The start of January 2014 was filled with excitement. I was undergoing fertility treatments to have a second child and was living my professional dream. I was a network news anchor and medical news reporter for a national broadcast network. Although I was exhausted from my grueling early morning schedule of waking up at 2:00 AM to nurse my nearly 2-year-old son, Gabriel, and getting ready to be on set at 4:00 AM, I was looking forward to having another child and expanding our family. But that hope ended abruptly on the day I was scheduled to have in vitro fertilization. My reproductive endocrinologist decided to perform a precautionary blood test before the procedure. The next day, he came to my house in tears with the news the test result showed I likely had leukemia. I was 41 years old.
Over the next couple of months, I saw two oncologists who disputed my fertility doctor’s diagnosis and declared me healthy—just tired from my busy life—and cancer-free. Thinking I could now proceed with my in vitro fertilization, the plans were stalled once again when my fertility physician, so sure that I, in fact, did have cancer, insisted he would not go through with the embryo transfer until I had a bone marrow biopsy. A few days later, I got the news that left me stunned. I had acute myeloid leukemia (AML), a disease that at the time had a dismal survival rate of 25%.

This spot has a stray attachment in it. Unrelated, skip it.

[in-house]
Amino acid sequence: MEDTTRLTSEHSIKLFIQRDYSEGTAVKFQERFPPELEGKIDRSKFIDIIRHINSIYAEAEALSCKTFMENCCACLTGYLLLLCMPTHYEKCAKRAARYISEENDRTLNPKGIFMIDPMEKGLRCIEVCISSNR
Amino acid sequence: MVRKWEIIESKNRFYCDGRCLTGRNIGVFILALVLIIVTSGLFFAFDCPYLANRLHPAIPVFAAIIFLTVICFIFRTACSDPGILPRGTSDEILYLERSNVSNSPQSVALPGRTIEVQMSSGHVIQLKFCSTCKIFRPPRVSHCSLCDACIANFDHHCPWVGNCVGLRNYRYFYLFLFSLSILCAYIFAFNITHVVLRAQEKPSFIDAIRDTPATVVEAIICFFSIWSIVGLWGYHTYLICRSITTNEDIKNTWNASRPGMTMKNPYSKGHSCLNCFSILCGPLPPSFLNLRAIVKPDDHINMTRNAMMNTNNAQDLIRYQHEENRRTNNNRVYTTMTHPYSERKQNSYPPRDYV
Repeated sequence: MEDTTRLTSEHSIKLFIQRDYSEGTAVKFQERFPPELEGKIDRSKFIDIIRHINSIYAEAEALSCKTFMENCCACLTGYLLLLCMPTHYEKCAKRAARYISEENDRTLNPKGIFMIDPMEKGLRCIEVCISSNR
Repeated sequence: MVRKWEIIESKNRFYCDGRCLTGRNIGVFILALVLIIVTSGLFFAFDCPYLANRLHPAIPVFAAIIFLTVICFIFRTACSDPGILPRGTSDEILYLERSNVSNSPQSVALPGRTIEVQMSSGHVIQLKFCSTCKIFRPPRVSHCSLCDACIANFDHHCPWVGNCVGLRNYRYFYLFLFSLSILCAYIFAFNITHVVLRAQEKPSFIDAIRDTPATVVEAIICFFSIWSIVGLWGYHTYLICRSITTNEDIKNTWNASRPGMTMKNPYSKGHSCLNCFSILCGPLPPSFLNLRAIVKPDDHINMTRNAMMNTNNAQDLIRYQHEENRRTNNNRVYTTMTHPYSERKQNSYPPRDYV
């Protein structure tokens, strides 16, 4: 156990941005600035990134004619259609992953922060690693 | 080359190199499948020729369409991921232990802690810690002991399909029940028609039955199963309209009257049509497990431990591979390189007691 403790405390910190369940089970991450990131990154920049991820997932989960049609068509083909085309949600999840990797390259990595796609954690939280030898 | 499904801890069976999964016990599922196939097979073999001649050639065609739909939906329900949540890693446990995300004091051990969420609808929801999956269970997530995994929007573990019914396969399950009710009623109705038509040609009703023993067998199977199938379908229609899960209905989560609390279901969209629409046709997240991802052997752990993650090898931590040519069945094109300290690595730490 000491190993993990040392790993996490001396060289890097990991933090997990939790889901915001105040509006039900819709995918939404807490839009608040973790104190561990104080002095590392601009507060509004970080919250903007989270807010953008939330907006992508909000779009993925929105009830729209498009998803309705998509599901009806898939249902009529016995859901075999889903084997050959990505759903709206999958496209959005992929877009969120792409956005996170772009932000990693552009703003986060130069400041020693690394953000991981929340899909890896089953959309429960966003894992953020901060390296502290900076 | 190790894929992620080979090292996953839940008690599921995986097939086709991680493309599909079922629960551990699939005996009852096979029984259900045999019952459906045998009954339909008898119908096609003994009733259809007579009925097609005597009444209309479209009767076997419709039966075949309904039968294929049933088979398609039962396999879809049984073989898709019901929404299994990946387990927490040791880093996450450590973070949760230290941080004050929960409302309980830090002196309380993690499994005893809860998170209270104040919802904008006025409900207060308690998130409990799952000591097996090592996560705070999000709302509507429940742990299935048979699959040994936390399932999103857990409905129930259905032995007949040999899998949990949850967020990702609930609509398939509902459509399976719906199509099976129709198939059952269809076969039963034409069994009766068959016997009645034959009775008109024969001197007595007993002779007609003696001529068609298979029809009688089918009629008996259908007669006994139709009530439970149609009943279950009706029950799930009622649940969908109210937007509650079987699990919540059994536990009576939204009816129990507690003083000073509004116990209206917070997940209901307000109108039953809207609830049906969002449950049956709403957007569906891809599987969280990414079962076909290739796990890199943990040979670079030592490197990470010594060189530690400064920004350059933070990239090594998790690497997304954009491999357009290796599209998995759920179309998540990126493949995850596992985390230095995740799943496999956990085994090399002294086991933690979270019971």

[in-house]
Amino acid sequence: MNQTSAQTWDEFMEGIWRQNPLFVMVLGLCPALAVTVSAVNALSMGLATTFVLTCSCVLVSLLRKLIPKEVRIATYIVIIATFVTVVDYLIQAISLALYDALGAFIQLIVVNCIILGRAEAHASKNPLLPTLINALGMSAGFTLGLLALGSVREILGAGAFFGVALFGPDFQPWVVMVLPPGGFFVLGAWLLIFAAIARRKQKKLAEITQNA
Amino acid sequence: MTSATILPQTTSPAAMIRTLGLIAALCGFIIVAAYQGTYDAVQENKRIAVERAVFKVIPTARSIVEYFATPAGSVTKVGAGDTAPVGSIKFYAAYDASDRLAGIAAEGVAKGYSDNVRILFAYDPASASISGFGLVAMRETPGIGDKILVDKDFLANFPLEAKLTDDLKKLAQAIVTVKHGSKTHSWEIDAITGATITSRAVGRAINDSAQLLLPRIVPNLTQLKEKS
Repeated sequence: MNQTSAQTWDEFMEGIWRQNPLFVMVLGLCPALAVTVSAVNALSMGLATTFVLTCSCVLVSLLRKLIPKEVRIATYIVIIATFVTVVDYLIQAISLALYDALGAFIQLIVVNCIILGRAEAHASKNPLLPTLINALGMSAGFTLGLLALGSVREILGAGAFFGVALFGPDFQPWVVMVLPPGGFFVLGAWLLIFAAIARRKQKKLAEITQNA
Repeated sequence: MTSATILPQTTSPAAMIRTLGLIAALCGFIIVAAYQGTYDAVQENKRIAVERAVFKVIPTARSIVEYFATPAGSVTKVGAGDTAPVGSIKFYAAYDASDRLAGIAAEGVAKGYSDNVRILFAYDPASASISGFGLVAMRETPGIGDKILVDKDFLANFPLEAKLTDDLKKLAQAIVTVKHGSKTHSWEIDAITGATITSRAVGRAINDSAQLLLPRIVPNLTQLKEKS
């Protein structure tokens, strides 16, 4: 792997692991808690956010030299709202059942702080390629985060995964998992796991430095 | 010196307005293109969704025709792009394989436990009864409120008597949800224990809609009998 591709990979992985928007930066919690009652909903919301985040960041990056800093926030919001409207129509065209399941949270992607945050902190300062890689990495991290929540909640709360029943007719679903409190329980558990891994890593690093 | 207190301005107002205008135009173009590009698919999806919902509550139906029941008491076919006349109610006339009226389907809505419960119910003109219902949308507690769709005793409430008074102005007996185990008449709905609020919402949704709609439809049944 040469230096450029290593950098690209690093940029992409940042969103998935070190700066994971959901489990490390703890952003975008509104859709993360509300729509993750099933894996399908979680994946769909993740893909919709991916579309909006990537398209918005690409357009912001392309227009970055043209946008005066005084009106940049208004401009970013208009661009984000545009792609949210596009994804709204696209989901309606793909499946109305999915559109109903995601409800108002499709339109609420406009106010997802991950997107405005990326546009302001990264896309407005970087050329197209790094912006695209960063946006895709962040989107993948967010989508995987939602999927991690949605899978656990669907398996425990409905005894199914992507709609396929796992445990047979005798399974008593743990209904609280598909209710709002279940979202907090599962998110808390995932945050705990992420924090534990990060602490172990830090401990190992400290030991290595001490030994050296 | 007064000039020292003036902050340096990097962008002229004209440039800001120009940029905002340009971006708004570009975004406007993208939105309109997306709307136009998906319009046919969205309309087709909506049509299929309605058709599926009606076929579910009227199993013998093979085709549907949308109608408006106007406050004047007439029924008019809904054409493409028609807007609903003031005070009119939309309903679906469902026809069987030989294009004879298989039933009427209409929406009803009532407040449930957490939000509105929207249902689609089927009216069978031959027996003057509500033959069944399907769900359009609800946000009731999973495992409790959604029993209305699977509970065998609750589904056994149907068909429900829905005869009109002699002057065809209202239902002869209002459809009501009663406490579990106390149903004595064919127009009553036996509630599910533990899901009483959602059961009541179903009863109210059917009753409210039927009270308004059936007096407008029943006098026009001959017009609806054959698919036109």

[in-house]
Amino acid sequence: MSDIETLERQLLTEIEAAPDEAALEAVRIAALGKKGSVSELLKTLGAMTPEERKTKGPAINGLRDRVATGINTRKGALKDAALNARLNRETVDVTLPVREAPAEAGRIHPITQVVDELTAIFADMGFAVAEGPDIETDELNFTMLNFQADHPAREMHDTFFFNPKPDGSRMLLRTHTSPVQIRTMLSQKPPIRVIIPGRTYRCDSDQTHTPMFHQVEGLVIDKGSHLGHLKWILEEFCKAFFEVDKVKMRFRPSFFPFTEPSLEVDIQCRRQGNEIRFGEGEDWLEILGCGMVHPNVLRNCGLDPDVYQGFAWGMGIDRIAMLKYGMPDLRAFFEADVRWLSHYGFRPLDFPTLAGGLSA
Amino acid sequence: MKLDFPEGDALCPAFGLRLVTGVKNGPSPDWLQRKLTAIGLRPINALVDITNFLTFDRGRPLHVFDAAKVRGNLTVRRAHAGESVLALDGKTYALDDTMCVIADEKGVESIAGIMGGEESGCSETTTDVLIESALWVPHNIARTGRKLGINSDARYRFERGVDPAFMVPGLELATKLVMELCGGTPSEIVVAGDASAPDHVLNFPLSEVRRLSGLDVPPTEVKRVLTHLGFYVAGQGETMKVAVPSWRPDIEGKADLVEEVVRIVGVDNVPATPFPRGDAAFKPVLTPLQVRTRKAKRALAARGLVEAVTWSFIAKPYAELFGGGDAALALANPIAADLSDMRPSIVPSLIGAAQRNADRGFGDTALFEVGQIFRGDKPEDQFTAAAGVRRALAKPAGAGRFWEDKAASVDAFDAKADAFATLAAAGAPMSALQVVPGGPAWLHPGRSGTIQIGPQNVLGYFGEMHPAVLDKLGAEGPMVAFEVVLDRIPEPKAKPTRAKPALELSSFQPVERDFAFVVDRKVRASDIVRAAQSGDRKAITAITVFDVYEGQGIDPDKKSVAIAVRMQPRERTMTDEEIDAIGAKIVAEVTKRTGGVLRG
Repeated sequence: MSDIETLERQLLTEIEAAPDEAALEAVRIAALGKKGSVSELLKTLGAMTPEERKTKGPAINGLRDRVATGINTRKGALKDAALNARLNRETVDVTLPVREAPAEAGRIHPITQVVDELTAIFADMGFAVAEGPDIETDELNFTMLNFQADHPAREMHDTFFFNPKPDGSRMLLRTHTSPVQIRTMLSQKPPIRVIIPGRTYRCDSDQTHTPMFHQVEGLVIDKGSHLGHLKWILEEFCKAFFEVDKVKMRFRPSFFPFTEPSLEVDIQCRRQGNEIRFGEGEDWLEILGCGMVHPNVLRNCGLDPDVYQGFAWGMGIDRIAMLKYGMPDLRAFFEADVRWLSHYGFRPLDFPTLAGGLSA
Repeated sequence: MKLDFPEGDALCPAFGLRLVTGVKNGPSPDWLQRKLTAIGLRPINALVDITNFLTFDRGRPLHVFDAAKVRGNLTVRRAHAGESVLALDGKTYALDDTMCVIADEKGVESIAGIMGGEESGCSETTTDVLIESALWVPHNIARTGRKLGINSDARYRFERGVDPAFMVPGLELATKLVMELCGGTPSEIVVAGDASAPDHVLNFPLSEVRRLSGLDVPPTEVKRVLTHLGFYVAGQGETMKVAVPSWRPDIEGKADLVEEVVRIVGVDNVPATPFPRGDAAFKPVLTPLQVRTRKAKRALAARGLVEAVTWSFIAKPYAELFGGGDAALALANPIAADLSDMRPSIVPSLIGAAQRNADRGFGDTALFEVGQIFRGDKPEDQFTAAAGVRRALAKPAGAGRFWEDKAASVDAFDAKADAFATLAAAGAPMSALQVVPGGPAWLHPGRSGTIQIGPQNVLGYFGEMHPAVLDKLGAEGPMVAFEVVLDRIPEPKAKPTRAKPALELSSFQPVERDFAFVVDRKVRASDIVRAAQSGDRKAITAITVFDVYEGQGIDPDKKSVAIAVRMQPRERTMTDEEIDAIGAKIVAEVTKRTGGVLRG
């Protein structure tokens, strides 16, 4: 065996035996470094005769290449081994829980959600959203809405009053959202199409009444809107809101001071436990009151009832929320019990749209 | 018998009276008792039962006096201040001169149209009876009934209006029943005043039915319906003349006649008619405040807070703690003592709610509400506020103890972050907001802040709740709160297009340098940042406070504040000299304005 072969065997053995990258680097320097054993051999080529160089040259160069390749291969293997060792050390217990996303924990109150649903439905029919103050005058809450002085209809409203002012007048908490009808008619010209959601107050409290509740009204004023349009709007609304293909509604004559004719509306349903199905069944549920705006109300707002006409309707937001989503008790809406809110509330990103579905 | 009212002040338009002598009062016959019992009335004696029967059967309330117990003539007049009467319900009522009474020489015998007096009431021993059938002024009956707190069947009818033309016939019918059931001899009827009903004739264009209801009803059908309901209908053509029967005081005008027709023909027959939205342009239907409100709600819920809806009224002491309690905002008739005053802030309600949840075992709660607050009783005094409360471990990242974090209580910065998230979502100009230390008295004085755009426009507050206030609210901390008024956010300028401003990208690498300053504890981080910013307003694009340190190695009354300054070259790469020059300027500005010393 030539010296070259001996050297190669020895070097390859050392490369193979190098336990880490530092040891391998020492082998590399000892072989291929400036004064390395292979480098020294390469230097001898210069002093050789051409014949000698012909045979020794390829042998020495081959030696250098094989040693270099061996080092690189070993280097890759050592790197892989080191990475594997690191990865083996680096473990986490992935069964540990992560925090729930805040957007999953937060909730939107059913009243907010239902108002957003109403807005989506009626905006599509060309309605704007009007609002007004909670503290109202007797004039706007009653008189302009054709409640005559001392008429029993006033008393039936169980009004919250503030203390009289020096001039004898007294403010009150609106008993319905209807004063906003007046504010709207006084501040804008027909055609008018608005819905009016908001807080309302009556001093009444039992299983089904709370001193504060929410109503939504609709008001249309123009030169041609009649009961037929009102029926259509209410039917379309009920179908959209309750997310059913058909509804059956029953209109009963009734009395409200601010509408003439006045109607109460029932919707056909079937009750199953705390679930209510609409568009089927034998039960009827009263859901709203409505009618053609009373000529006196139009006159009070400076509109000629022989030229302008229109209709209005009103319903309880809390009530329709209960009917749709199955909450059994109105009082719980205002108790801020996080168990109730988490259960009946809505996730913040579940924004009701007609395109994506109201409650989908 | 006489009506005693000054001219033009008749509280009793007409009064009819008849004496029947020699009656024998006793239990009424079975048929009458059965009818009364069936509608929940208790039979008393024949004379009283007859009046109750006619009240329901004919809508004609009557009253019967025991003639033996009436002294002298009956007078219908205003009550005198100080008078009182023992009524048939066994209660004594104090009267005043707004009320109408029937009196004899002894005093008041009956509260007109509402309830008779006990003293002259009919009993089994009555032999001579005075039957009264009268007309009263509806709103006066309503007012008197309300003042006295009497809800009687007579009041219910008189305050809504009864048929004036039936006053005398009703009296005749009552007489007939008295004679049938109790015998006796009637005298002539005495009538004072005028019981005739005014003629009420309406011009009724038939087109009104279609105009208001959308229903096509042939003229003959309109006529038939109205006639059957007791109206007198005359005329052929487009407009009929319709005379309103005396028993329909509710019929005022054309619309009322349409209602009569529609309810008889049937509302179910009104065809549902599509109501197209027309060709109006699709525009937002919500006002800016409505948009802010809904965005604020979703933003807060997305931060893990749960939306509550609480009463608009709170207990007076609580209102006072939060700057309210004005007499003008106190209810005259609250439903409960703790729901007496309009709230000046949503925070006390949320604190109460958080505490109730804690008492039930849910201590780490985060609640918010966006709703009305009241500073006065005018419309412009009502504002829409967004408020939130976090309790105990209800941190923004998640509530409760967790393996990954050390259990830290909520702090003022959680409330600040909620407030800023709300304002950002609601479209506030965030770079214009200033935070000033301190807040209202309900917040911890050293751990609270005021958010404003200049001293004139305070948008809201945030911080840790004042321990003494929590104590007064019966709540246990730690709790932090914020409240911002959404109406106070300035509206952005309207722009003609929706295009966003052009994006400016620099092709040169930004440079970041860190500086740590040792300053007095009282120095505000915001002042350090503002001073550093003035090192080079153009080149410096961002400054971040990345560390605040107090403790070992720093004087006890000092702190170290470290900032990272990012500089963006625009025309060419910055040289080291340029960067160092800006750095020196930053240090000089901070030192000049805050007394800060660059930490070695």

Relying on my skills as a reporter, I quickly went into research mode to find experts in the field specializing in AML. My search took me to Mark Levis, MD, PhD, at the Johns Hopkins Sidney Kimmel Comprehensive Cancer Center in Baltimore. It is not hyperbole to say Dr. Levis and his team saved my life.
More devastating than learning I had a life-threatening cancer was being told once I got to the cancer center that the multiple rounds of chemotherapy and radiation needed to put the leukemia into remission could take up to a year to complete. That meant I would have to be away from my son for nearly a year, and that’s if I survived.
Coping With the Trauma of Cancer